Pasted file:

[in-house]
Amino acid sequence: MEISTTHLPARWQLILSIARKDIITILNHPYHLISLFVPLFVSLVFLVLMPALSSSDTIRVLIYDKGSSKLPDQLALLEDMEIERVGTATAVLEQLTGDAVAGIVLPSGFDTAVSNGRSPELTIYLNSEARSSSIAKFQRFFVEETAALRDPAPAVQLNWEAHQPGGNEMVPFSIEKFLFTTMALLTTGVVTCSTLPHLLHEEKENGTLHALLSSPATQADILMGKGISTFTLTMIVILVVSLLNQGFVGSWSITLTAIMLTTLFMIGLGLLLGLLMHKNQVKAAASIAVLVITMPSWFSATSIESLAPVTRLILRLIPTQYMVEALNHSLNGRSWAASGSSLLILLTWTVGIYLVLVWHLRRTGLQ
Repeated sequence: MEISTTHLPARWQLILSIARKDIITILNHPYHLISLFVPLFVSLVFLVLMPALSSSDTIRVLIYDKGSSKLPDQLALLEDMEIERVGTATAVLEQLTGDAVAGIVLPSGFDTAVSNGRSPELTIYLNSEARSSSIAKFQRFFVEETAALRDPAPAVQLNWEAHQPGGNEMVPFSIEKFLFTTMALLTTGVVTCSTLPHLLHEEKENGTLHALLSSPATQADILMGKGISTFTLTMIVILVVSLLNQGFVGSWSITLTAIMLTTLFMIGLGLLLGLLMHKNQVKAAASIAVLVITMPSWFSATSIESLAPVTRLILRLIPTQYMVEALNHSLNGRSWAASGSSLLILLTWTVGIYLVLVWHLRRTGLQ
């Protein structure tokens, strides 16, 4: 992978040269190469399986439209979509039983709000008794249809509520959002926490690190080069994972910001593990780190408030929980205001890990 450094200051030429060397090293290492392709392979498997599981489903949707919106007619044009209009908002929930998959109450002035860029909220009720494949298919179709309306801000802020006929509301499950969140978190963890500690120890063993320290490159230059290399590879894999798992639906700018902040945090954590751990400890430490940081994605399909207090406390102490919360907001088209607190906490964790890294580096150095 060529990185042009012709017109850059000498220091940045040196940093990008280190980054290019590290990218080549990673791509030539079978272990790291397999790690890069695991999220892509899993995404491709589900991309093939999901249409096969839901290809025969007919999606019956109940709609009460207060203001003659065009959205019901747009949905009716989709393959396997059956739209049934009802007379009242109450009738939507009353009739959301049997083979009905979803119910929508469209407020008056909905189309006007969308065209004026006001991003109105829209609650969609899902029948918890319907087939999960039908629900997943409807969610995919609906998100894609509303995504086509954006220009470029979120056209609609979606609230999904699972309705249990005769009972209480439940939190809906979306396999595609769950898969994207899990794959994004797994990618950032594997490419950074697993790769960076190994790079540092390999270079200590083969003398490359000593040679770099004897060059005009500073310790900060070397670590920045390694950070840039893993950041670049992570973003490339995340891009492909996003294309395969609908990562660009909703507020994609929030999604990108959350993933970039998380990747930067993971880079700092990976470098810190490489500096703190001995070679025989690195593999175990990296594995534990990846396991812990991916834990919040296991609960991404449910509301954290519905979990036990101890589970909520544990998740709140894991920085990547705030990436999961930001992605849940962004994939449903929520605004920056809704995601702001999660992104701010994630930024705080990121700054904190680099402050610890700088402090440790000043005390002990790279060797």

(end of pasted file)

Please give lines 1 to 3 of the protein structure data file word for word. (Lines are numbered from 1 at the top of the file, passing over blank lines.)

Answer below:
[in-house]
Amino acid sequence: MEISTTHLPARWQLILSIARKDIITILNHPYHLISLFVPLFVSLVFLVLMPALSSSDTIRVLIYDKGSSKLPDQLALLEDMEIERVGTATAVLEQLTGDAVAGIVLPSGFDTAVSNGRSPELTIYLNSEARSSSIAKFQRFFVEETAALRDPAPAVQLNWEAHQPGGNEMVPFSIEKFLFTTMALLTTGVVTCSTLPHLLHEEKENGTLHALLSSPATQADILMGKGISTFTLTMIVILVVSLLNQGFVGSWSITLTAIMLTTLFMIGLGLLLGLLMHKNQVKAAASIAVLVITMPSWFSATSIESLAPVTRLILRLIPTQYMVEALNHSLNGRSWAASGSSLLILLTWTVGIYLVLVWHLRRTGLQ
Repeated sequence: MEISTTHLPARWQLILSIARKDIITILNHPYHLISLFVPLFVSLVFLVLMPALSSSDTIRVLIYDKGSSKLPDQLALLEDMEIERVGTATAVLEQLTGDAVAGIVLPSGFDTAVSNGRSPELTIYLNSEARSSSIAKFQRFFVEETAALRDPAPAVQLNWEAHQPGGNEMVPFSIEKFLFTTMALLTTGVVTCSTLPHLLHEEKENGTLHALLSSPATQADILMGKGISTFTLTMIVILVVSLLNQGFVGSWSITLTAIMLTTLFMIGLGLLLGLLMHKNQVKAAASIAVLVITMPSWFSATSIESLAPVTRLILRLIPTQYMVEALNHSLNGRSWAASGSSLLILLTWTVGIYLVLVWHLRRTGLQ